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29 Apr, 2024 19:51

Ukraine no longer: How locals are coming together to rebuild Russia’s new Lugansk republic

An American journalist details her trip to a region which has been at the center of conflict for over a decade
Ukraine no longer: How locals are coming together to rebuild Russia’s new Lugansk republic

Amid decimated buildings, residences turned to rubble, abandoned streets, and clear signs of recent bombs and battles, residents of the Lugansk People’s Republic (LPR) are attempting to rebuild and move on, two years into Russia’s military operation.

These are the images I witnessed on my most recent trip to the LPR and its cities which are wrapped up in a battle for survival. Despite significant advances by Russia and the liberation of Avdeevka, the task of rebuilding is not an easy one – especially under the constant threat of Ukraine and NATO attempting another advance.

The LPR has rarely been the center of attention since the start of Russia’s operation, but it was front and center after the 2014 Maidan Coup, when residents fought against the new regime in Kiev. Cities here were among the first areas to break away from Ukrainian control, but suffered great civilian casualties, including journalists simply documenting the evacuation of residents from areas like the small town of Metallist. There’s now a monument dedicated to two reporters who died there in 2014, while doing their jobs in the line of fire.

The head of the Lugansk People’s Republic, Leonid Pasechnik, took questions about the rebuilding process, among other topics. He thanked the Russian president and federal authorities for their help, and stated that other regions were also providing enormous assistance toward restoring and improving infrastructure.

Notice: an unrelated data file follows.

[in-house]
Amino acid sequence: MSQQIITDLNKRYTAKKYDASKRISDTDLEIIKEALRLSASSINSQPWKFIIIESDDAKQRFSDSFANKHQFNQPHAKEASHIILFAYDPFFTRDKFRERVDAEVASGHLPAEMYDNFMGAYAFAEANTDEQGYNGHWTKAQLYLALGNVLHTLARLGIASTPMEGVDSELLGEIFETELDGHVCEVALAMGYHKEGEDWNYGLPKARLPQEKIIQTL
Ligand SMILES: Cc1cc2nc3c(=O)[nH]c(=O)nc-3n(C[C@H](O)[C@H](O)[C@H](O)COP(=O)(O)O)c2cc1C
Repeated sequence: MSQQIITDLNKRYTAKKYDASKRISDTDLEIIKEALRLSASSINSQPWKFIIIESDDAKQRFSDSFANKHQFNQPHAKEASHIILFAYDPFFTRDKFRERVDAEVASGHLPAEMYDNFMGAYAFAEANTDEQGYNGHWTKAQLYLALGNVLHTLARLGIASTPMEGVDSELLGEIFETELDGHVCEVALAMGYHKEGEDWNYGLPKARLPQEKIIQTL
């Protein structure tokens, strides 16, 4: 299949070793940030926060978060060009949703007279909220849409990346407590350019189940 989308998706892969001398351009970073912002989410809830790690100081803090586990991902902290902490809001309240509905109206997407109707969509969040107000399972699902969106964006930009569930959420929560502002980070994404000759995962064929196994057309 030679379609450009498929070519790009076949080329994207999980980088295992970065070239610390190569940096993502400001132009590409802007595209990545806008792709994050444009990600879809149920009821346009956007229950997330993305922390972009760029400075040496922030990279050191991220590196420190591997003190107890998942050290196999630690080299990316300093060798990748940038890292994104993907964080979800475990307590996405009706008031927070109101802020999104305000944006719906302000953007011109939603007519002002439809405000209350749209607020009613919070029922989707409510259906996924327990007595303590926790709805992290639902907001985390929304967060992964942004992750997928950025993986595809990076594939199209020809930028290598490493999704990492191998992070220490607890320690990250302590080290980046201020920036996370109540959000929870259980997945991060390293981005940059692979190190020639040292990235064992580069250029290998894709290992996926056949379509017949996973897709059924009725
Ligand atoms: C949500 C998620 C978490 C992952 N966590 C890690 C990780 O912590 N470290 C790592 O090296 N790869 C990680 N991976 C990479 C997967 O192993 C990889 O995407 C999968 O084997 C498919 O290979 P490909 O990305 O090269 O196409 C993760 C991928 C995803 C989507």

But rebuilding so close to the front line is slow and difficult, with the fear of shelling constantly looming over the heads of the population as they literally pick up the pieces and come together as a community, determined to succeed. In spite of the danger, the world continues turning for the residents who have managed to make progress and rebuild.

One hospital we visited in the city of Krasnodon, on the eastern edge of the republic, was relatively new and equipped with the latest medical technology, which was available for the treatment of local residents free of charge. This was surprising to many for me especially, given the exorbitant cost of healthcare in my native US, where many often would rather suffer injuries and avoid going to the doctor than getting into debt.

According to our guide, injured soldiers from the conflict were rarely admitted to the hospital in Krasnodon, because the area is quiet at the moment. We also visited another hospital that is currently under construction nearby.

The mayor of Krasnodon accompanied us on the tour and gave us some insight into the rebuilding process and the history of the area. Krasnodon is a city with a rich past spanning from World War II, when it was home to the “Young Guard” Soviet underground, which fought Nazis in the occupied territories. A memorial complex and museum in their honor are prominent features of the city.